Catcher – Yadier Molina
The Cardinals have had some of the greatest catchers in baseball history but none are more well-rounded than Number 4, Yadier Molina. The current Cardinals backstop has been a consistent offensive machine. Of all the catchers in St. Louis baseball history, Yadi is first in nine of 15 offensive categories and second in the other six. As good as he is offensively, he is even better defensively. It’s his knowledge of both hitters and pitchers that sets him apart from nearly every catcher in baseball history. With Molina behind the dish, St. Louis wins 56% of the time. Only Hall of Famer Carlton Fisk has won more games as a catcher. Molina has received nine Gold Glove Awards and thrown out 40 percent of would-be base stealers. In all-time defensive WAR, he ranks 21st among catchers. Thirteen of the 20 ahead of him are in the Hall of Fame and it could be argued that Thurman Munson, Joe Mauer and Buster Posey should be there as well.
Second base – Frankie Frisch
Like catcher and first base, this was a relatively easy selection. The “Fordham Flash” holds the top spot in nearly every offensive category for St. Louis second basemen over the years. He is one of the few players in baseball history to never play a day of minor league ball. Not only was Frisch a great ballplayer, he was a crafty manager as well. Frisch came to the Cardinals in exchange for player-manager Rogers Hornsby, who had just led St. Louis to its first World Series title in 1926. For a decade, Frisch manned the second base bag, and from 1933-1937, he was also the player-manager. At his retirement, he held the Cardinals record for most World Series at bats and games played.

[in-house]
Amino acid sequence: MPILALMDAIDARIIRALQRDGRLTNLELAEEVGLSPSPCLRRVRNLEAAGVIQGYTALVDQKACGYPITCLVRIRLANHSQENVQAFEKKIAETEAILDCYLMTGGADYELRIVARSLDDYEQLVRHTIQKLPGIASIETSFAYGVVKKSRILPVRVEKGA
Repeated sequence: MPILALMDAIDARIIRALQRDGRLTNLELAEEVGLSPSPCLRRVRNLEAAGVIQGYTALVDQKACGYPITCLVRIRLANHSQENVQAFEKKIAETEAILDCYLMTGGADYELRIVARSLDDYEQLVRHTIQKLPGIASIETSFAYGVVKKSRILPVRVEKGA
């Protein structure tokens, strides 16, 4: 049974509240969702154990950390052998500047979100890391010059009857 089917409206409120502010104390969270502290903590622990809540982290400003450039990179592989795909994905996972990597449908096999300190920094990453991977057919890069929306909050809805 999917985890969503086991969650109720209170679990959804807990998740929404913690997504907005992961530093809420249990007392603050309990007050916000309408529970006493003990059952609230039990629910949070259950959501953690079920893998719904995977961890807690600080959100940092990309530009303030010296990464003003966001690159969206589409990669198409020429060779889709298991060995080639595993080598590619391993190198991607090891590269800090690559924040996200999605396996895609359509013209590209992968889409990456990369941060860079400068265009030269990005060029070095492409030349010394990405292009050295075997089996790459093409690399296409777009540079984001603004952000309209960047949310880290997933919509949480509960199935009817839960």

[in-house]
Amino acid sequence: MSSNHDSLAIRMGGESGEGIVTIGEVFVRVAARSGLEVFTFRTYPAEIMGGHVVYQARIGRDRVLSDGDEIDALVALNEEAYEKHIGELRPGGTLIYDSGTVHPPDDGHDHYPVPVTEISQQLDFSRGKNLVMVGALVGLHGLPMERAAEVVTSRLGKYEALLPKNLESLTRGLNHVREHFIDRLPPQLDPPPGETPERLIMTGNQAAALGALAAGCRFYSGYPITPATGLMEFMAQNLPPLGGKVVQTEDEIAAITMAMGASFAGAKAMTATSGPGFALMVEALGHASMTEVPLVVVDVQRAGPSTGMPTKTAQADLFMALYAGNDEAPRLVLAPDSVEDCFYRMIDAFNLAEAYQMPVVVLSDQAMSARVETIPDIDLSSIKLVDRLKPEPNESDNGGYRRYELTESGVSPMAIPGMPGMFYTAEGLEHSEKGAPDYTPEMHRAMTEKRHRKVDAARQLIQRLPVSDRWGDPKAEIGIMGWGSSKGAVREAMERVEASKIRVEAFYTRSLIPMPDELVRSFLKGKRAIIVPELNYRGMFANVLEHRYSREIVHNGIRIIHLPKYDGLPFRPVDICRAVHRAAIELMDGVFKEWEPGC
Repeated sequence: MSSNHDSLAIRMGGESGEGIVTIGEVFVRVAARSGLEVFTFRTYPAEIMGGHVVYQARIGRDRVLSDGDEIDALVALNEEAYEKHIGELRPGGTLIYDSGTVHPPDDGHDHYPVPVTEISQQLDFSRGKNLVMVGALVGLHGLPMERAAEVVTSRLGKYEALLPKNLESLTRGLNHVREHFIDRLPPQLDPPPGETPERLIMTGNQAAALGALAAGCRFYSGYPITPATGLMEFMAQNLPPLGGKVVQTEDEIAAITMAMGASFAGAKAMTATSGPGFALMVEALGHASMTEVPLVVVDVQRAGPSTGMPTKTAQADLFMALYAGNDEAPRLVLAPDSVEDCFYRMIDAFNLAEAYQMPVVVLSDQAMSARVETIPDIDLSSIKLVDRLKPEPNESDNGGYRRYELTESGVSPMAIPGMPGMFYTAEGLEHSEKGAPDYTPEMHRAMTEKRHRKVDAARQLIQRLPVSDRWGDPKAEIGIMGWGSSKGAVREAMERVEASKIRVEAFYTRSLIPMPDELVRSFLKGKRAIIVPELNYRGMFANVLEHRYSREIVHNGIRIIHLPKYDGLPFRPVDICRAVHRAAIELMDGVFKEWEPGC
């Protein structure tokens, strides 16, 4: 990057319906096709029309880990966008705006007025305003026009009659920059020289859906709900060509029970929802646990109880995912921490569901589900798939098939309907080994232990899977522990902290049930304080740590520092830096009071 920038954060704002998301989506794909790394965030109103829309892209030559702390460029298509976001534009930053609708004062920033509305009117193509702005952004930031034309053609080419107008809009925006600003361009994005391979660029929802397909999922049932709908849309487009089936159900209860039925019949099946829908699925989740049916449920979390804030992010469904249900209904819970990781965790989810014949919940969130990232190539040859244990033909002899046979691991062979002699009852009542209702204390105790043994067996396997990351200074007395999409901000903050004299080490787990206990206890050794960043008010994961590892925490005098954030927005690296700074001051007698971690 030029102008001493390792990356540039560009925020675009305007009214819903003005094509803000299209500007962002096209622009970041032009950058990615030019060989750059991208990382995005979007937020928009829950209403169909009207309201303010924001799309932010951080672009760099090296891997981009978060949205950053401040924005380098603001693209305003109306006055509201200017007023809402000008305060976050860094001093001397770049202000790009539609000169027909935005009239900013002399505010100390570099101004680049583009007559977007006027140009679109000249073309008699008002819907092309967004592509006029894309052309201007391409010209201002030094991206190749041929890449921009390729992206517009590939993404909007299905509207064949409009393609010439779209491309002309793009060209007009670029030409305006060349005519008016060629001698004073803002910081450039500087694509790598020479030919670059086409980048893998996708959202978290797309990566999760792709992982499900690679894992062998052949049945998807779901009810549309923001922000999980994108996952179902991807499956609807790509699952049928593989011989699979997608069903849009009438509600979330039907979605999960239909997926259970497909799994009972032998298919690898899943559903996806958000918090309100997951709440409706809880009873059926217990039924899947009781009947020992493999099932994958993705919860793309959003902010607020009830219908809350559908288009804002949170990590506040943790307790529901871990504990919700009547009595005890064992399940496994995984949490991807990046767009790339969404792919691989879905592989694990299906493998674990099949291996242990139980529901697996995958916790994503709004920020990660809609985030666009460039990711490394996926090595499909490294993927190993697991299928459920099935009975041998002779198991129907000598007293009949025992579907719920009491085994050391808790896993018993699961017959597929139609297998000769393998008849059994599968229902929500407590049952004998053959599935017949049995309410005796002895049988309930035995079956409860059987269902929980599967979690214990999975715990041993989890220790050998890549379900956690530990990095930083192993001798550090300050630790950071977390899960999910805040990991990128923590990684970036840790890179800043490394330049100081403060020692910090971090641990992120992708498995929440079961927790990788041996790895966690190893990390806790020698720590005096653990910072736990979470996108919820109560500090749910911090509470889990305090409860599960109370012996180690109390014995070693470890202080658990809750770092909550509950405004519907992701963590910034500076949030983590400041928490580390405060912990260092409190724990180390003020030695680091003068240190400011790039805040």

Right Field – Roger Maris
Roger Maris is possibly the only member of this lineup who deserves to be in the Hall of Fame but is not. Maris came to Cardinals following a solid six year stretch during which he was one of the best in the game despite playing next to Mickey Mantle. The right fielder was a seven-time All-Star, a two-time MVP and broke the single-season home run mark set by Babe Ruth. A relatively short 12-year career still produced Hall-worthy numbers. Let’s begin with back-to-back MVP awards in 1960 and 1961. Only 11 players in baseball history have won three or more and only 32 have ever won two or more. Of those 32, 24 are in the Hall of Fame and four are still actively playing. Of the remaining four, only A-Rod kept himself out while the rest all have credential worthy resumes. Maris played in seven World Series including 1967 and 1968 with the Cardinals. In just two seasons with the Redbirds, 54 percent of his hits produced a run batted in.
Center field – Willie McGee
McGee burst on to the scene in 1982, bringing reminders of the Gas House Gang with his effervescent energy. McGee’s speed, bat and defense won the hearts of St. Louis fans and many a baseball game as well. McGee is the only player to win the National League batting title while playing in the American League after the Cardinals dealt him to Oakland at the trade deadline in 1990. Over his 13 years in St. Louis, he not only hit .294, legged out 255 doubles and stole 301 bases in 398 attempts but led the Cardinals to four World Series berths in six playoff appearances. A four-time All-Star, McGee earned three Gold Glove Awards, an MVP trophy and a batting title.
Bench – Red Schoendienst, Jose Oquendo, Jim Edmonds, Jack Rothrock, Whitey Kurowski, Albert Pujols, Ted Simmons
Starting Pitchers – Bob Gibson, Dizzy Dean, Adam Wainwright, Chris Carpenter, Jesse Haines
Bullpen – Bruce Sutter, Dennis Eckersley, Al Hrabosky
Prior articles in this series